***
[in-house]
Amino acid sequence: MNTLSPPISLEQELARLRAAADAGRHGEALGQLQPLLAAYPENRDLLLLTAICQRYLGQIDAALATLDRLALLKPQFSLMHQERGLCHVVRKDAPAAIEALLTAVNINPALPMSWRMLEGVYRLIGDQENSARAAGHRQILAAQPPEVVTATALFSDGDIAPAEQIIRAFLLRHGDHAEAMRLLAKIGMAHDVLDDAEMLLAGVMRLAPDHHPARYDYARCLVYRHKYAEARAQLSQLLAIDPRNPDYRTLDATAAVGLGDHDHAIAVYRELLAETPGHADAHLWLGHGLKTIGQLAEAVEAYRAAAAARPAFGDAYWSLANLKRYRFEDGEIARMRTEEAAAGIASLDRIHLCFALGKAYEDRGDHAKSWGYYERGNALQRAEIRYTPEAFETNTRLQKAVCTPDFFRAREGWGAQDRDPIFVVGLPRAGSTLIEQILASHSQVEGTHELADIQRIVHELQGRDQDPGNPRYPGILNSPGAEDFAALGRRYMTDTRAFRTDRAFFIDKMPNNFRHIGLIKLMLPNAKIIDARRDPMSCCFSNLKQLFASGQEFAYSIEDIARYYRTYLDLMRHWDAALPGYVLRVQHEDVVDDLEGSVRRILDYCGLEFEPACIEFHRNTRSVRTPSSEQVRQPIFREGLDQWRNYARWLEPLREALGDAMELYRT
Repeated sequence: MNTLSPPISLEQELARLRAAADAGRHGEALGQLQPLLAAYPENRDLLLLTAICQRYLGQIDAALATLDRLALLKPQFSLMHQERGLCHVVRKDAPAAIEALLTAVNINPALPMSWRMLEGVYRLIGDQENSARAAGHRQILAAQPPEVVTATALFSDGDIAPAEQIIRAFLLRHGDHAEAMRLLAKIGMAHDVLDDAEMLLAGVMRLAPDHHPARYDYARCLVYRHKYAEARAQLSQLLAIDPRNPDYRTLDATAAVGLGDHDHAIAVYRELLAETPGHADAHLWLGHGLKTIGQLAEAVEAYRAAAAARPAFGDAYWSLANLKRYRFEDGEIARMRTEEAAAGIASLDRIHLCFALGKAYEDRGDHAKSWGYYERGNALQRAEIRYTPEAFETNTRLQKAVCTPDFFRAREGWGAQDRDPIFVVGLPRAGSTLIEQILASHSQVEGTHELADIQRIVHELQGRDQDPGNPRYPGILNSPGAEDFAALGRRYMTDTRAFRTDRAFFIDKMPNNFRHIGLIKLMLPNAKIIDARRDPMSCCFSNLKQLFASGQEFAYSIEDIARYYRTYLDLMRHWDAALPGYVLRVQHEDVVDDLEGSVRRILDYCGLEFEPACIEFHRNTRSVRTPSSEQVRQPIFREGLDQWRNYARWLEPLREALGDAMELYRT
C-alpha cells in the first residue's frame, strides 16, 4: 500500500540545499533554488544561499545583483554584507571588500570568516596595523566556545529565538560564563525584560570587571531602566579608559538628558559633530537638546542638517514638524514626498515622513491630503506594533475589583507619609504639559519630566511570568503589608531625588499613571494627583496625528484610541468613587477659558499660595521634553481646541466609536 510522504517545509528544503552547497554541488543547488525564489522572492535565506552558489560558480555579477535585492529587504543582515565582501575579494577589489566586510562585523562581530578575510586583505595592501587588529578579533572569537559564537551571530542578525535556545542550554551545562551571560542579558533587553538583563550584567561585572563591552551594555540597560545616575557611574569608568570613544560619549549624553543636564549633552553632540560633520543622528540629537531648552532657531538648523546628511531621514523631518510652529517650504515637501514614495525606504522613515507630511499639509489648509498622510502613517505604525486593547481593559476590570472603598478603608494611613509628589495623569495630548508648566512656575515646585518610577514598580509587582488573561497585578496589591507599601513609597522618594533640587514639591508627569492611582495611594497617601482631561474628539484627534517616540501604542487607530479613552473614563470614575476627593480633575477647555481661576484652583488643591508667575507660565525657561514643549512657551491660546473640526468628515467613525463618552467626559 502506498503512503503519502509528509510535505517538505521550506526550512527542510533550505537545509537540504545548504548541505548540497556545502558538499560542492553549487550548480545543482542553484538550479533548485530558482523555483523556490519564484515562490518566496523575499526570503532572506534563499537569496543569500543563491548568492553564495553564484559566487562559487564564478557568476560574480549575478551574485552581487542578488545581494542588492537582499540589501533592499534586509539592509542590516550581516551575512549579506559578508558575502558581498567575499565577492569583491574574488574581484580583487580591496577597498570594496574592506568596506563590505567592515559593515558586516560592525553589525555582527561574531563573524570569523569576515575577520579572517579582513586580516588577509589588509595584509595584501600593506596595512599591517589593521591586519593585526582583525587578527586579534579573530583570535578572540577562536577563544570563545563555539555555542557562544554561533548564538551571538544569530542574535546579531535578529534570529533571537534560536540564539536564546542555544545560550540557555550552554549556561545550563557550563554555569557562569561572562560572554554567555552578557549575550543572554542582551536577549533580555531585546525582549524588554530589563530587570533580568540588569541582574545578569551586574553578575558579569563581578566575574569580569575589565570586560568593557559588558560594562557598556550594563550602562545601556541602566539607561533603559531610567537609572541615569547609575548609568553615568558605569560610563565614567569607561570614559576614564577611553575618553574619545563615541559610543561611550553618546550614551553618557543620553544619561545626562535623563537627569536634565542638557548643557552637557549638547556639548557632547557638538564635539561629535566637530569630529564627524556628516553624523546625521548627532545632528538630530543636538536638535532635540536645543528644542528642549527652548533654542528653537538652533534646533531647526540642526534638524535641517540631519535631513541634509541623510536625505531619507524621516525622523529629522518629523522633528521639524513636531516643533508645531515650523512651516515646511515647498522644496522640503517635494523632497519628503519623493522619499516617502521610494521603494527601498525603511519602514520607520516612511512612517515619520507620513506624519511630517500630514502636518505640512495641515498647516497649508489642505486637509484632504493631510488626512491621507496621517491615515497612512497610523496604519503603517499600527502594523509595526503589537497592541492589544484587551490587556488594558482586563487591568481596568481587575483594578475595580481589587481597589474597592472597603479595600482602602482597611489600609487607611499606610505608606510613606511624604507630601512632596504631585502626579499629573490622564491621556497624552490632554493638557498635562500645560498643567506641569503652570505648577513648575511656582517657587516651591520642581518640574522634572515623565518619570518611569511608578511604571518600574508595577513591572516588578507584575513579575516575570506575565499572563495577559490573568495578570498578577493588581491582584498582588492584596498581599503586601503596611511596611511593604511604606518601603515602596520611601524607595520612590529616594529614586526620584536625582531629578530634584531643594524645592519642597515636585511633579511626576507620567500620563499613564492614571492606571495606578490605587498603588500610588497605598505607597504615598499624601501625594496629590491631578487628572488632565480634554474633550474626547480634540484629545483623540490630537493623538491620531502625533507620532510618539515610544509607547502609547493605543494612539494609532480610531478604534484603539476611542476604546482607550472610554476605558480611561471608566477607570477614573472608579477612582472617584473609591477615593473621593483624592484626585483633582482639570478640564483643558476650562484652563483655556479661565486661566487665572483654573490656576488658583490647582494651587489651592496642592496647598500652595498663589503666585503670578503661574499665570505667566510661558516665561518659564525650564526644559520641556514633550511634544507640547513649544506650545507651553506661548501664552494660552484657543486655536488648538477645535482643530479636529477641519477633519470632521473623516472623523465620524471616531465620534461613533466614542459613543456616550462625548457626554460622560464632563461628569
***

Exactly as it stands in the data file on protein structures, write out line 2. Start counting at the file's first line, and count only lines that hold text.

Amino acid sequence: MNTLSPPISLEQELARLRAAADAGRHGEALGQLQPLLAAYPENRDLLLLTAICQRYLGQIDAALATLDRLALLKPQFSLMHQERGLCHVVRKDAPAAIEALLTAVNINPALPMSWRMLEGVYRLIGDQENSARAAGHRQILAAQPPEVVTATALFSDGDIAPAEQIIRAFLLRHGDHAEAMRLLAKIGMAHDVLDDAEMLLAGVMRLAPDHHPARYDYARCLVYRHKYAEARAQLSQLLAIDPRNPDYRTLDATAAVGLGDHDHAIAVYRELLAETPGHADAHLWLGHGLKTIGQLAEAVEAYRAAAAARPAFGDAYWSLANLKRYRFEDGEIARMRTEEAAAGIASLDRIHLCFALGKAYEDRGDHAKSWGYYERGNALQRAEIRYTPEAFETNTRLQKAVCTPDFFRAREGWGAQDRDPIFVVGLPRAGSTLIEQILASHSQVEGTHELADIQRIVHELQGRDQDPGNPRYPGILNSPGAEDFAALGRRYMTDTRAFRTDRAFFIDKMPNNFRHIGLIKLMLPNAKIIDARRDPMSCCFSNLKQLFASGQEFAYSIEDIARYYRTYLDLMRHWDAALPGYVLRVQHEDVVDDLEGSVRRILDYCGLEFEPACIEFHRNTRSVRTPSSEQVRQPIFREGLDQWRNYARWLEPLREALGDAMELYRT